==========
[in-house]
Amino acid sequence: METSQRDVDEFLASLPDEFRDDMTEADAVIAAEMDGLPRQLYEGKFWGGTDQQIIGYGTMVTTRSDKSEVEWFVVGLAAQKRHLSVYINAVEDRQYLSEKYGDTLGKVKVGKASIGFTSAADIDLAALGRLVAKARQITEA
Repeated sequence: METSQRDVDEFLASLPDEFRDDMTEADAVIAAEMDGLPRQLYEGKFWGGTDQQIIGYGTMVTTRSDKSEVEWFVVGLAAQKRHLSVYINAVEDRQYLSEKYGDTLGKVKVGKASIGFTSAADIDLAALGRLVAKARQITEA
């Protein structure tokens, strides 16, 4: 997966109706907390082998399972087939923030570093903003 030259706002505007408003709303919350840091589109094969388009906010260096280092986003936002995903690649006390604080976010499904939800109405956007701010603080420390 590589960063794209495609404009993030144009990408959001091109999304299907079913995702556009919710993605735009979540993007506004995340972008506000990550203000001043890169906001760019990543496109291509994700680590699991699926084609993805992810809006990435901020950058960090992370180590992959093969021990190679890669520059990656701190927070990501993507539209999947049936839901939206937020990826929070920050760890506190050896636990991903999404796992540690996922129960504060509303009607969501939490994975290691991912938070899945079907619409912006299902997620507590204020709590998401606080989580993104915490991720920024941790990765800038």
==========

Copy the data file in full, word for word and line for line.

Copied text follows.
[in-house]
Amino acid sequence: METSQRDVDEFLASLPDEFRDDMTEADAVIAAEMDGLPRQLYEGKFWGGTDQQIIGYGTMVTTRSDKSEVEWFVVGLAAQKRHLSVYINAVEDRQYLSEKYGDTLGKVKVGKASIGFTSAADIDLAALGRLVAKARQITEA
Repeated sequence: METSQRDVDEFLASLPDEFRDDMTEADAVIAAEMDGLPRQLYEGKFWGGTDQQIIGYGTMVTTRSDKSEVEWFVVGLAAQKRHLSVYINAVEDRQYLSEKYGDTLGKVKVGKASIGFTSAADIDLAALGRLVAKARQITEA
């Protein structure tokens, strides 16, 4: 997966109706907390082998399972087939923030570093903003 030259706002505007408003709303919350840091589109094969388009906010260096280092986003936002995903690649006390604080976010499904939800109405956007701010603080420390 590589960063794209495609404009993030144009990408959001091109999304299907079913995702556009919710993605735009979540993007506004995340972008506000990550203000001043890169906001760019990543496109291509994700680590699991699926084609993805992810809006990435901020950058960090992370180590992959093969021990190679890669520059990656701190927070990501993507539209999947049936839901939206937020990826929070920050760890506190050896636990991903999404796992540690996922129960504060509303009607969501939490994975290691991912938070899945079907619409912006299902997620507590204020709590998401606080989580993104915490991720920024941790990765800038």